Eliminating Hamas’s leadership proving a daunting task for Israel

The organisation’s roots are deep within Gaza society and designated successors are already poised to replace the current generation of leaders

Israel has said its main military objective in its Gaza campaign is to wipe out Hamas. But this task is nearly impossible as the organisation’s roots are deep within Gaza’s society.

Hamas runs clinics, charities, summer camps and welfare programmes. Members include doctors, engineers, educators and businessmen. Hamas ministers and civil servants have run Gaza for 16 years. It also enjoys support in occupied East Jerusalem and the West Bank and has clandestine backing from countries, organisations, and individuals in the region and internationally.

Since launching its onslaught, Israel has focused on killing or capturing Hamas’ top six leaders. But removing these men will make little difference as they have designated successors. Since the mid-90s Israel has killed Hamas co-founders Ahmad Yassin and Abdel-Azis Rantisi and scores of Hamas leaders, commanders, bomb and rocket makers, engineers and fighters.

Yahya Sinwar has been Hamas’s Gaza political chief since 2017. Born in 1962 in the Khan Younis refugee camp, Sinwar was an early Hamas recruit when it was formed in 1987 during the first intifada (1987-1993).


He was involved in the establishment of Al-Qassam Brigades, Hamas’ military wing. While imprisoned by Israel from 1988-2001 he learned English and Hebrew. Sinwar was released in 2011 in an exchange of 1,000 Palestinian prisoners for Israeli soldier Gilad Shalit, who was captured by Hamas in 2006.

Mohammed Masri Deif, Al-Qassam’s elusive commander since 2002, planned the October 7th raid. He is known as Deif, “the guest,” as he is often on the move to survive Israeli assassination. Born in Khan Younis camp in 1965, he studied chemistry at the Islamic University in Gaza and joined Hamas in 1987.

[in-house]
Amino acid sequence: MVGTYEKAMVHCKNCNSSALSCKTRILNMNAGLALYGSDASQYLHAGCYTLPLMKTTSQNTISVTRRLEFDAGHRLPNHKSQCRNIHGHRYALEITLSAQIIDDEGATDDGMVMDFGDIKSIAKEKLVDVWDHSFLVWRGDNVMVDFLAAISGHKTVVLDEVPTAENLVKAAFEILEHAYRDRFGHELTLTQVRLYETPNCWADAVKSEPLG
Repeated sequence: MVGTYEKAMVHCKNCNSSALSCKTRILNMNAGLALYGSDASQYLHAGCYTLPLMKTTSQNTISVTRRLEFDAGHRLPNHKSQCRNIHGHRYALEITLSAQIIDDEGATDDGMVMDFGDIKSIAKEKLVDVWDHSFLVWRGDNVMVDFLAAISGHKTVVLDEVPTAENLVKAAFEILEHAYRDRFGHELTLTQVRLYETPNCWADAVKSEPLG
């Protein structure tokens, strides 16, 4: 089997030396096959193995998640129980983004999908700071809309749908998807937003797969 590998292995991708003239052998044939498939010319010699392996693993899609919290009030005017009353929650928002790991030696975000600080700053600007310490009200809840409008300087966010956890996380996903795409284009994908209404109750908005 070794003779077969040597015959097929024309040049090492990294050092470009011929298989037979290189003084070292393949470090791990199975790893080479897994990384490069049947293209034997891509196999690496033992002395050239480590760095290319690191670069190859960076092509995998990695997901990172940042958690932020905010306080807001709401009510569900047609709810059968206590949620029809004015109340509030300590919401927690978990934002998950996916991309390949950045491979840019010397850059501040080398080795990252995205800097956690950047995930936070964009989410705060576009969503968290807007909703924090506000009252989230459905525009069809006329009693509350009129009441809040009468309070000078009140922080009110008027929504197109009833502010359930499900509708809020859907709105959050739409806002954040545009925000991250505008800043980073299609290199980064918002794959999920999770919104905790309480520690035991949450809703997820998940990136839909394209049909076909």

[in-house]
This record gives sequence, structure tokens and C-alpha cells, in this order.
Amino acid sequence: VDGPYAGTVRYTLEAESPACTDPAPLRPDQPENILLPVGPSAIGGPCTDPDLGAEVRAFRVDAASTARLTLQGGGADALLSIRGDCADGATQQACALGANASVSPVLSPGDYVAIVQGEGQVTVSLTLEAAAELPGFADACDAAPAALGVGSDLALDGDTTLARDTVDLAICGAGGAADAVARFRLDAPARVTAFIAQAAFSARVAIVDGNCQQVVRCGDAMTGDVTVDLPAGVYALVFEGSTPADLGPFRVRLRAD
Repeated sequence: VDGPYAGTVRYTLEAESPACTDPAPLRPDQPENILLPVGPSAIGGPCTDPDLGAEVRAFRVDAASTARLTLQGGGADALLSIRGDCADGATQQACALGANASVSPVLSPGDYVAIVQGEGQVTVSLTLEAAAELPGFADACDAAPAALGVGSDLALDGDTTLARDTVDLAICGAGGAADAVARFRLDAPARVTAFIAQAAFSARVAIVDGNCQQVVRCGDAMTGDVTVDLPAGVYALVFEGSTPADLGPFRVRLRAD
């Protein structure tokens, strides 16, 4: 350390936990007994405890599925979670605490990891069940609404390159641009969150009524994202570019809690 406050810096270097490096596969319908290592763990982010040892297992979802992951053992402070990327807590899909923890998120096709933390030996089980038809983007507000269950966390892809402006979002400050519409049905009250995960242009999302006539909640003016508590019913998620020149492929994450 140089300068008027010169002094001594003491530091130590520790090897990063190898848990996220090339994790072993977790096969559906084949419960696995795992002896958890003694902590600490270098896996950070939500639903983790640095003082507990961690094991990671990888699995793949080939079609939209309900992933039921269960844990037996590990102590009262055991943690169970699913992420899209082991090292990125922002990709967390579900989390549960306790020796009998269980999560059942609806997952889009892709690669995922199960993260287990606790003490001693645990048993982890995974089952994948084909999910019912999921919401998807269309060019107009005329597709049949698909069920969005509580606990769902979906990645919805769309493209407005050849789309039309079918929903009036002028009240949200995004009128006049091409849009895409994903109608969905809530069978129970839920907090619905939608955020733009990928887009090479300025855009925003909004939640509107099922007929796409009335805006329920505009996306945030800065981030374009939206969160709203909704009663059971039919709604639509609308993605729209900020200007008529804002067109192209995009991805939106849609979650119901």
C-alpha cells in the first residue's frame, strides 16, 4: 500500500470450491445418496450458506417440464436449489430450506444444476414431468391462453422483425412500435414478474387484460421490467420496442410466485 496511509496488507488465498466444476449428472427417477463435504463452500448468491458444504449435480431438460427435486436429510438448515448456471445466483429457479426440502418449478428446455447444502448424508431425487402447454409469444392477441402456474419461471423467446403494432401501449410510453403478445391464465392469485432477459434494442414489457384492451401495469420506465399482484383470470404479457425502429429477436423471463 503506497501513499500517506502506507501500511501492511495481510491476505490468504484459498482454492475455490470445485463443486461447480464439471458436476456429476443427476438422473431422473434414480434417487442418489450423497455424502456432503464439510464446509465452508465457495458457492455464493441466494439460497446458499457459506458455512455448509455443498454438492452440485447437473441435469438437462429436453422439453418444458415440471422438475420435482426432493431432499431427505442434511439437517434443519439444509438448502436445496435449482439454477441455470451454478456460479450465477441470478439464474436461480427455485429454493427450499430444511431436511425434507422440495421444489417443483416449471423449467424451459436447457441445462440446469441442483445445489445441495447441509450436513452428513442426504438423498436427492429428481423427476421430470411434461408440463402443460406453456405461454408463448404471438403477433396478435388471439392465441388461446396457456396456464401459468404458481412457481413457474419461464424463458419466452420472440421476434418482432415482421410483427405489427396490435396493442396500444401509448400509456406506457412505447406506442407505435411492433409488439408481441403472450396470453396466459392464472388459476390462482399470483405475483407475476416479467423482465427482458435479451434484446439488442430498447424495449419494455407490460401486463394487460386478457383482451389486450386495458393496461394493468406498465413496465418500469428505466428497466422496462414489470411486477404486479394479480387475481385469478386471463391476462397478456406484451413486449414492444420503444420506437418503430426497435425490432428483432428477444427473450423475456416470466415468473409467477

Jailed by the Palestinian Authority in 2000, Deif escaped after six months. Since 2002 he is credited with amassing Hamas’s arsenal of rockets and designing the tunnel network used as bunkers and by fighters to attack targets in Israel.

Deif’s deputy Marwan Issa (58), is a Gaza camp refugee who was imprisoned by Israel during the first Intifada and jailed by the Palestinian Authority from 1997-2000. He has survived multiple assassination attempts.

Two of Hamas’ top leaders – Ismail Haniyeh and Khaled Mashaal – live in Qatar where they may be temporarily safe from Israel’s hit squads as the emirate has been the main mediator in the Hamas-Israel ceasefires and prisoner swaps.

Politburo chief Ismail Haniyeh, born in 1962 in Shati camp in Gaza, studied Arabic literature at the Islamic University where he joined Hamas. Israel handed him short jail terms before he was imprisoned in 1989 for three years. In 1992, he and 400 Hamas activists were deported for a year to a desolate hillside in southern Lebanon.

After Hamas won the Palestinian legislative election in 2006, Haniyeh became prime minister but US and European pressure on Fatah forced him to resign in early 2007. He returned to head a unity government with Fatah but was ousted in June by a coup which prompted Hamas to seize control of Gaza.

Khaled Mashal was born in 1956 in the West Bank town of Silwad, northeast of Ramallah, and was educated in Kuwait where he became head of Hamas’s politburo. In 2004, he became Hamas’s leader after Israel killed Hamas’s co-founders. In 1997 Mashal survived an Israeli assassination attempt in Jordan.

Beirut-based Saleh al-Arouri, born in Ramallah in 1966, has been deputy head of Hamas’ political bureau since 2017 and oversees Hamas’ military activities in the West Bank. He spent 15 years in prison and was expelled from Gaza as a threat to Israel. He lived in Turkey before settling in Lebanon.